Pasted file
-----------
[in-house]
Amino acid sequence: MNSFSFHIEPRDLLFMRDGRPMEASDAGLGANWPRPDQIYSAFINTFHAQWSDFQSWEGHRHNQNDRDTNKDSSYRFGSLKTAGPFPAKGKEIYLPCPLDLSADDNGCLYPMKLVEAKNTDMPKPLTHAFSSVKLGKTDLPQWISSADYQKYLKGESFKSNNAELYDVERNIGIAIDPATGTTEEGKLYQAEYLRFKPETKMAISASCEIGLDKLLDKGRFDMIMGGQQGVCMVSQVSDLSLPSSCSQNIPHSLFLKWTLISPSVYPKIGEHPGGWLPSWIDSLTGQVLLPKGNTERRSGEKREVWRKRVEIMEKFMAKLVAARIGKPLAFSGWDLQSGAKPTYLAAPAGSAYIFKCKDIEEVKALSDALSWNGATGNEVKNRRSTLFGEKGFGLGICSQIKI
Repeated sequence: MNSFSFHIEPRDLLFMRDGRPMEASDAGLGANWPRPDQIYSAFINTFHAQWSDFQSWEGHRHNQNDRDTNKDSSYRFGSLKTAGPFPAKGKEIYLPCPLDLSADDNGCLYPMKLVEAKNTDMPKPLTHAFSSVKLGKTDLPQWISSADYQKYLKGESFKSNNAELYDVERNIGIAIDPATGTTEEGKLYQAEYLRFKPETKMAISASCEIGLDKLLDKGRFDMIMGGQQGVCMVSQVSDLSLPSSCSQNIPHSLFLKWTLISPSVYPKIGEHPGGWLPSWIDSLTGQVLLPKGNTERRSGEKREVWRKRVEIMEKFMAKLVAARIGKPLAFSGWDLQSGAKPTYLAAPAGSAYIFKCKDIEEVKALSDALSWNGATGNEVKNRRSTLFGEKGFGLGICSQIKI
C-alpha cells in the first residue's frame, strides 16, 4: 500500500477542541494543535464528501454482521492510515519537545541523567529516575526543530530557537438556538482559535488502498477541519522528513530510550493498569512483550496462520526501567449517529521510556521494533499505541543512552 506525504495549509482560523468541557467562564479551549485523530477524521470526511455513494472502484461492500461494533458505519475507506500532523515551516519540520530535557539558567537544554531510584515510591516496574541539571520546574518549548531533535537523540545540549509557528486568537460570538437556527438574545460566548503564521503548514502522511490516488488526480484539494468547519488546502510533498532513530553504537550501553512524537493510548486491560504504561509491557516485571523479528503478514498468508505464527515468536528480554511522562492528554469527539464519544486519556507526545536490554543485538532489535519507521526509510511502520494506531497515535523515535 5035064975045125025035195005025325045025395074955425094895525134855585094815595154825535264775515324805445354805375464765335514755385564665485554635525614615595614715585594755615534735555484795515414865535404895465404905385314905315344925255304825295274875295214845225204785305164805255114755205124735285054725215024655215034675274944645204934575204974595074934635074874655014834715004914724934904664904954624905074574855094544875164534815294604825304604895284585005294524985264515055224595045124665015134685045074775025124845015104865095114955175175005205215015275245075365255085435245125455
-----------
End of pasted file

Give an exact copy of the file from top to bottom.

[in-house]
Amino acid sequence: MNSFSFHIEPRDLLFMRDGRPMEASDAGLGANWPRPDQIYSAFINTFHAQWSDFQSWEGHRHNQNDRDTNKDSSYRFGSLKTAGPFPAKGKEIYLPCPLDLSADDNGCLYPMKLVEAKNTDMPKPLTHAFSSVKLGKTDLPQWISSADYQKYLKGESFKSNNAELYDVERNIGIAIDPATGTTEEGKLYQAEYLRFKPETKMAISASCEIGLDKLLDKGRFDMIMGGQQGVCMVSQVSDLSLPSSCSQNIPHSLFLKWTLISPSVYPKIGEHPGGWLPSWIDSLTGQVLLPKGNTERRSGEKREVWRKRVEIMEKFMAKLVAARIGKPLAFSGWDLQSGAKPTYLAAPAGSAYIFKCKDIEEVKALSDALSWNGATGNEVKNRRSTLFGEKGFGLGICSQIKI
Repeated sequence: MNSFSFHIEPRDLLFMRDGRPMEASDAGLGANWPRPDQIYSAFINTFHAQWSDFQSWEGHRHNQNDRDTNKDSSYRFGSLKTAGPFPAKGKEIYLPCPLDLSADDNGCLYPMKLVEAKNTDMPKPLTHAFSSVKLGKTDLPQWISSADYQKYLKGESFKSNNAELYDVERNIGIAIDPATGTTEEGKLYQAEYLRFKPETKMAISASCEIGLDKLLDKGRFDMIMGGQQGVCMVSQVSDLSLPSSCSQNIPHSLFLKWTLISPSVYPKIGEHPGGWLPSWIDSLTGQVLLPKGNTERRSGEKREVWRKRVEIMEKFMAKLVAARIGKPLAFSGWDLQSGAKPTYLAAPAGSAYIFKCKDIEEVKALSDALSWNGATGNEVKNRRSTLFGEKGFGLGICSQIKI
C-alpha cells in the first residue's frame, strides 16, 4: 500500500477542541494543535464528501454482521492510515519537545541523567529516575526543530530557537438556538482559535488502498477541519522528513530510550493498569512483550496462520526501567449517529521510556521494533499505541543512552 506525504495549509482560523468541557467562564479551549485523530477524521470526511455513494472502484461492500461494533458505519475507506500532523515551516519540520530535557539558567537544554531510584515510591516496574541539571520546574518549548531533535537523540545540549509557528486568537460570538437556527438574545460566548503564521503548514502522511490516488488526480484539494468547519488546502510533498532513530553504537550501553512524537493510548486491560504504561509491557516485571523479528503478514498468508505464527515468536528480554511522562492528554469527539464519544486519556507526545536490554543485538532489535519507521526509510511502520494506531497515535523515535 5035064975045125025035195005025325045025395074955425094895525134855585094815595154825535264775515324805445354805375464765335514755385564665485554635525614615595614715585594755615534735555484795515414865535404895465404905385314905315344925255304825295274875295214845225204785305164805255114755205124735285054725215024655215034675274944645204934575204974595074934635074874655014834715004914724934904664904954624905074574855094544875164534815294604825304604895284585005294524985264515055224595045124665015134685045074775025124845015104865095114955175175005205215015275245075365255085435245125455